The South African Police Service (SAPS) have been served a barrage of accusations about complicity in the presentation of falsified forensic reports in order to prosecute Henry Okah, a Nigerian national, currently incarcerated at the Johannesburg Prison for his alleged role in the October 1, 2010 bombings in Nigeria’s capital city, Abuja.
In a sworn affidavit made available to Premium Times on Wednesday, Mr. Okah alleged that the Nigerian government fabricated series of lies going as far as stealing bodies from a morgue to stage a crime scene in order to keep him locked up. The accused further alleged that the SAPS have thereby become entangled in this web of forgery.
On October 21, 2010, Noel Zeeman, a Lieutenant-Colonel in the SAPS made a submission to a regional court in Johannesburg stating that the SAPS, ‘working in a close proximity with their Nigerian counterparts’, had built a formidable case against Mr. Okah, who is generally regarded as the head of Nigeria’s militia group, the Movement for the Emancipation of the Niger Delta (MEND).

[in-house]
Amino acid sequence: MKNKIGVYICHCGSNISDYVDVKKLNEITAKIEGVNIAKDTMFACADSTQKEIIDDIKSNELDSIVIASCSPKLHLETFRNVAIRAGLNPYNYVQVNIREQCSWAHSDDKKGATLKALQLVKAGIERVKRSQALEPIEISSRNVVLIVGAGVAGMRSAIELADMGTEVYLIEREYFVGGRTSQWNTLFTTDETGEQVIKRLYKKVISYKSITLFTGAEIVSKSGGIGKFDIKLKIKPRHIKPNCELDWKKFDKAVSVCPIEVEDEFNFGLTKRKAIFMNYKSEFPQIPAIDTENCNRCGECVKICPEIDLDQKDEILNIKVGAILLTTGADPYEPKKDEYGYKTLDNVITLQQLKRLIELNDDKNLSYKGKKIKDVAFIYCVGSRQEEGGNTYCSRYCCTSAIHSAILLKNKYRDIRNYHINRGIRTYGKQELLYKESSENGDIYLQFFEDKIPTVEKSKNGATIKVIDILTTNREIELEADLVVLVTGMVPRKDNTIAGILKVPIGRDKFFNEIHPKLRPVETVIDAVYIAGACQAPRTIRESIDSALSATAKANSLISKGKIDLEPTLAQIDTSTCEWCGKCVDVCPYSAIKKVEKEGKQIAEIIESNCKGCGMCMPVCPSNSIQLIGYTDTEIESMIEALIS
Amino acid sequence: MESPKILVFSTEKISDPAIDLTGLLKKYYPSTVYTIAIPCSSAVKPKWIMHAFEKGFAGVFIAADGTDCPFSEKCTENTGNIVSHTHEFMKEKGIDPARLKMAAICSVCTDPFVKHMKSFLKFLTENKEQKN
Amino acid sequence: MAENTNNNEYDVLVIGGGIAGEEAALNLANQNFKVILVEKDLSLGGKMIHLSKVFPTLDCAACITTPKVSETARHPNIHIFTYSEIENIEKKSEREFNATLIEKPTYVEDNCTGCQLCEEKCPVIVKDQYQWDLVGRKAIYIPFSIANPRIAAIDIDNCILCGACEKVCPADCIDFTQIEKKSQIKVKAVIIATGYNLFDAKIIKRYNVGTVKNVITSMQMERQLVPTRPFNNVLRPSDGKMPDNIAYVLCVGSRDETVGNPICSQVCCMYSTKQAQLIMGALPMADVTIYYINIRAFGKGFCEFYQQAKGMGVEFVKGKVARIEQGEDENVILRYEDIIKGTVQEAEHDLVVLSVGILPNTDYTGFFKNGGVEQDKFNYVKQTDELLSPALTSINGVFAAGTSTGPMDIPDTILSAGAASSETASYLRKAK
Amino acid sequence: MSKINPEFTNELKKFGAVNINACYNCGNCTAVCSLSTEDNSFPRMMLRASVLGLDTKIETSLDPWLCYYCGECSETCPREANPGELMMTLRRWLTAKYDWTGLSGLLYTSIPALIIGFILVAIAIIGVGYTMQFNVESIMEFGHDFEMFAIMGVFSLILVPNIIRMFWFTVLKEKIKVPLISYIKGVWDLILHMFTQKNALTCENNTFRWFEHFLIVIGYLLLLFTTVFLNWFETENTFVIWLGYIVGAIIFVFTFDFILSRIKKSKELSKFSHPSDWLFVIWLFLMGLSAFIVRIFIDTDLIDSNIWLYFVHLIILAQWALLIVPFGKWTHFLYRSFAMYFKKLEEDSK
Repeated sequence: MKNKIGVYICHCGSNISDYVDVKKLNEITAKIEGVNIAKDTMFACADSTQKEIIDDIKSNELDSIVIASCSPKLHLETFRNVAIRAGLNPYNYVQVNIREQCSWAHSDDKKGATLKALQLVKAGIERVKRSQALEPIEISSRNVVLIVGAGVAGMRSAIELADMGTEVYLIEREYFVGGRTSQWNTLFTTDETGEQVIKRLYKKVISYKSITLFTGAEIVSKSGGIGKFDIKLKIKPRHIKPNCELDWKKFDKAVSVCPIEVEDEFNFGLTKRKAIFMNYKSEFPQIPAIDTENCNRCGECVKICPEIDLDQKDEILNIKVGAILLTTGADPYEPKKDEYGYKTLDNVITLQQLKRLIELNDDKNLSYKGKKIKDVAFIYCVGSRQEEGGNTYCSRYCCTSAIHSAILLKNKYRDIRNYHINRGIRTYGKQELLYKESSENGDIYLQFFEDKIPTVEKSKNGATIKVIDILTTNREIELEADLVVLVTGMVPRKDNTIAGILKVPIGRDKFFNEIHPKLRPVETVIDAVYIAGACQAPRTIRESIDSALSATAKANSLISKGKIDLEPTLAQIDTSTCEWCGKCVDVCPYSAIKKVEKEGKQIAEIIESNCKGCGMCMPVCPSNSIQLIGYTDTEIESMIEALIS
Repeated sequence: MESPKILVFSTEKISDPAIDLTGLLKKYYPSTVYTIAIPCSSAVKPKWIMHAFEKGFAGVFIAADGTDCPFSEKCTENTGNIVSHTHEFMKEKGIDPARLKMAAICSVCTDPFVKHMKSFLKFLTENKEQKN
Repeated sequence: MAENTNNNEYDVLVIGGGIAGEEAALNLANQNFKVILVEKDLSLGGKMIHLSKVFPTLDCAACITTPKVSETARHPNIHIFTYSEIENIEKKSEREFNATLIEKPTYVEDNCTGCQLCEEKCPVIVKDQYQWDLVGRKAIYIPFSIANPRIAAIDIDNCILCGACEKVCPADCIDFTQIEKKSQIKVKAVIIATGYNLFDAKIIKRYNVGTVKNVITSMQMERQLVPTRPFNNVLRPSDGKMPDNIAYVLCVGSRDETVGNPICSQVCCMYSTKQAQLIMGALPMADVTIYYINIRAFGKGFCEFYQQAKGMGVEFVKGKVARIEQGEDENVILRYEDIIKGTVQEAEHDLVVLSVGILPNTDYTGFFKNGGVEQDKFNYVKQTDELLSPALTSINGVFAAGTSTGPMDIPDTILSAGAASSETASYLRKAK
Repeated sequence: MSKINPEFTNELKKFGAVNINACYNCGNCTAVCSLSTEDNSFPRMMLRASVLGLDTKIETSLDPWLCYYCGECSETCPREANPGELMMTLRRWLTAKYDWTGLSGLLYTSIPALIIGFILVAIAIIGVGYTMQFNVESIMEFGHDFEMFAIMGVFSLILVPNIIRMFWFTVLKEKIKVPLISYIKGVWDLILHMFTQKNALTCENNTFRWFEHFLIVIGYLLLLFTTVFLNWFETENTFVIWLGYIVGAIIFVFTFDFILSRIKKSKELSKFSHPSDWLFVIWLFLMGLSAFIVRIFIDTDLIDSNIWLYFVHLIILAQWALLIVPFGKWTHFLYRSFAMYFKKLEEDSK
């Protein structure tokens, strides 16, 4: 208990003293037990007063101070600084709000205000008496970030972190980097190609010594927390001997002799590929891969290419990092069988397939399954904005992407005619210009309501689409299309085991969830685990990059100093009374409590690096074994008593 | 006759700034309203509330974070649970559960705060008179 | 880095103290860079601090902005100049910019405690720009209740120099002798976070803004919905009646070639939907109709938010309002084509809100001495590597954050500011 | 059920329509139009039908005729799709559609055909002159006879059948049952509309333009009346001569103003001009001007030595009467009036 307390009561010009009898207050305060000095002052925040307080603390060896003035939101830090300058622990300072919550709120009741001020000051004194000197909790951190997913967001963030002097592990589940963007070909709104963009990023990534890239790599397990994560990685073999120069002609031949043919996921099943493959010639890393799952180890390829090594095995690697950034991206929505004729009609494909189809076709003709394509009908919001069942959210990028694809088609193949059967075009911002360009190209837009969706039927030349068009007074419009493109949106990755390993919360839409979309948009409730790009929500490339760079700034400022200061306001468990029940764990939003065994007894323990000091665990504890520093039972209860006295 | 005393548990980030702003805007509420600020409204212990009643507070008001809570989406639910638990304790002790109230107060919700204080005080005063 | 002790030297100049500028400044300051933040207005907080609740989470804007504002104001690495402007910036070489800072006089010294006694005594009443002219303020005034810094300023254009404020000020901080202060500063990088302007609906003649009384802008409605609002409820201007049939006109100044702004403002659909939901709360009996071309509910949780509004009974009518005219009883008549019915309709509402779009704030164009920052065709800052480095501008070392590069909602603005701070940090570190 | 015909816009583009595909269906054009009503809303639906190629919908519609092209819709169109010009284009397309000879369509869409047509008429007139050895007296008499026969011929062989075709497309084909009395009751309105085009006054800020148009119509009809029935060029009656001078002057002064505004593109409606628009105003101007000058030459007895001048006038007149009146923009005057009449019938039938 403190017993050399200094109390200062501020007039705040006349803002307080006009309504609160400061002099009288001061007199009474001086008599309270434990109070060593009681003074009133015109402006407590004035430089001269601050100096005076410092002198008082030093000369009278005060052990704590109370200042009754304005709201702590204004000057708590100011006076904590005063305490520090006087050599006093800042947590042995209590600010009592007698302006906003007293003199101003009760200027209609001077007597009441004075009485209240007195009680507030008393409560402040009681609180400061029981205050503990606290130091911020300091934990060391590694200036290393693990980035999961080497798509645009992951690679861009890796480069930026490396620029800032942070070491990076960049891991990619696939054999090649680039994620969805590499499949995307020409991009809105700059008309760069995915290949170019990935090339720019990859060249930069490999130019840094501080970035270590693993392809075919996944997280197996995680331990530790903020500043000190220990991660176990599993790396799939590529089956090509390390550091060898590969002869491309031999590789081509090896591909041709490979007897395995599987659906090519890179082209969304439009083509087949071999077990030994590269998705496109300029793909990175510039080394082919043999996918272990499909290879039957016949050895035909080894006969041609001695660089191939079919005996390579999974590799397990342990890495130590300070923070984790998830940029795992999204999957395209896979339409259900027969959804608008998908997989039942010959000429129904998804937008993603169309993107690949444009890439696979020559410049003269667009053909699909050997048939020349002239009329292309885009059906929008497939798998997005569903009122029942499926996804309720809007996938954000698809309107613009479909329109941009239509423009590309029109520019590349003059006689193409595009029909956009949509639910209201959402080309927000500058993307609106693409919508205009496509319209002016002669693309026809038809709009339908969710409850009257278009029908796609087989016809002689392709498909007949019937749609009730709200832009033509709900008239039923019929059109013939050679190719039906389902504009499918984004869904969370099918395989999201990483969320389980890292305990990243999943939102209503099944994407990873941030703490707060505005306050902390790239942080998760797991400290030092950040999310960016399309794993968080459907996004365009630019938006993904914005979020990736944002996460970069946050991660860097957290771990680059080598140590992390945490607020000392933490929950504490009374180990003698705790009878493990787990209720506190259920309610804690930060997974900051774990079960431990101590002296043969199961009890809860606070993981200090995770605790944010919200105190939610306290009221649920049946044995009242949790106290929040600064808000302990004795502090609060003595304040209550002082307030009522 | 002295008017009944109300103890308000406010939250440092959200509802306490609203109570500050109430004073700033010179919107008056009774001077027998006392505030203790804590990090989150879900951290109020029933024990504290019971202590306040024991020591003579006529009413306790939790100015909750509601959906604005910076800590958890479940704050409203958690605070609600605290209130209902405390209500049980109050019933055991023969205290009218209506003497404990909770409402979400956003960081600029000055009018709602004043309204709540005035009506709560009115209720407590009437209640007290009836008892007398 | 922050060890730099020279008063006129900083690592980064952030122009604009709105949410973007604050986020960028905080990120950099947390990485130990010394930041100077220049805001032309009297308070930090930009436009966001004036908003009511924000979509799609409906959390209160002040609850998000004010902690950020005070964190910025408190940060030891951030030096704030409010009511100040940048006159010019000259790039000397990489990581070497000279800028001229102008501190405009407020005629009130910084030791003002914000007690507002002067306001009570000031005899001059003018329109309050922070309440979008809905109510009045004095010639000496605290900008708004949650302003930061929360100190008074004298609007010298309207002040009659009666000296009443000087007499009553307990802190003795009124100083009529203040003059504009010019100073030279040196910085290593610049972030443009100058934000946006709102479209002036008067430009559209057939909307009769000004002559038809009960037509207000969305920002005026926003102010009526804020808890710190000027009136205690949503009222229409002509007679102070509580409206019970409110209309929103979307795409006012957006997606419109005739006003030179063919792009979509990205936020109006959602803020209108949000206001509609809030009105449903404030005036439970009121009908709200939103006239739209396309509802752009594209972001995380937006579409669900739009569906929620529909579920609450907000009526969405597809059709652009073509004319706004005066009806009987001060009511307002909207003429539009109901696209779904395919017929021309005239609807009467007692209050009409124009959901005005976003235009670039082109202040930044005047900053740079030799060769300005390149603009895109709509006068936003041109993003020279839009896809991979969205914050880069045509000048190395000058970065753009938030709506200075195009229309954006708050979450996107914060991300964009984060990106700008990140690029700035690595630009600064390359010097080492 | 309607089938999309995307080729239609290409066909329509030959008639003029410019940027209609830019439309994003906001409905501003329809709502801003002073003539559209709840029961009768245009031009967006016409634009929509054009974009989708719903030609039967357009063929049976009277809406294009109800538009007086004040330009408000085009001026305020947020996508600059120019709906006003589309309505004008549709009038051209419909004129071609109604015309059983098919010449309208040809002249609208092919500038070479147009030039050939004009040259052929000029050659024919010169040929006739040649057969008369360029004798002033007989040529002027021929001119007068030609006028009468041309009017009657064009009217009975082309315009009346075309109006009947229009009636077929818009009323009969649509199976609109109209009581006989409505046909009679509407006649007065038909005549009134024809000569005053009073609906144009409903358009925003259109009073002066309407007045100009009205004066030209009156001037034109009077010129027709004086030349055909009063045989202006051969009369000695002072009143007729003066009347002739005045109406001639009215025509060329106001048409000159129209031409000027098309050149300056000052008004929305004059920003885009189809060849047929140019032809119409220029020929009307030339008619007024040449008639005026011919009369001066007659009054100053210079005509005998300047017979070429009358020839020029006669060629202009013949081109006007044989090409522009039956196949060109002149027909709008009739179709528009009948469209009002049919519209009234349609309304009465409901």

“I nevertheless, wish to reiterate that the State has a very strong case against the accused,” Mr. Zeeman told the court.
Almost two years later however, the accused says that the evidence upon which the SAPS’ ‘strong case’ was built was fabricated by the Nigerian government.
The government however issued a statement Wednesday, saying Mr. Okah’s claim in his affidavit were false, and that it was ready to confront the MEND leader in court.
In his affidavit, Mr. Okah named Nigerian police officers, medical doctors in some of Nigeria’s capital’s prestigious hospitals, officials of the State Security Service, and top politicians as the actors in the creation of ‘non-existent’ evidence to accuse him of acts of terror, incarcerate him in a South African jail, as well as deny him bail.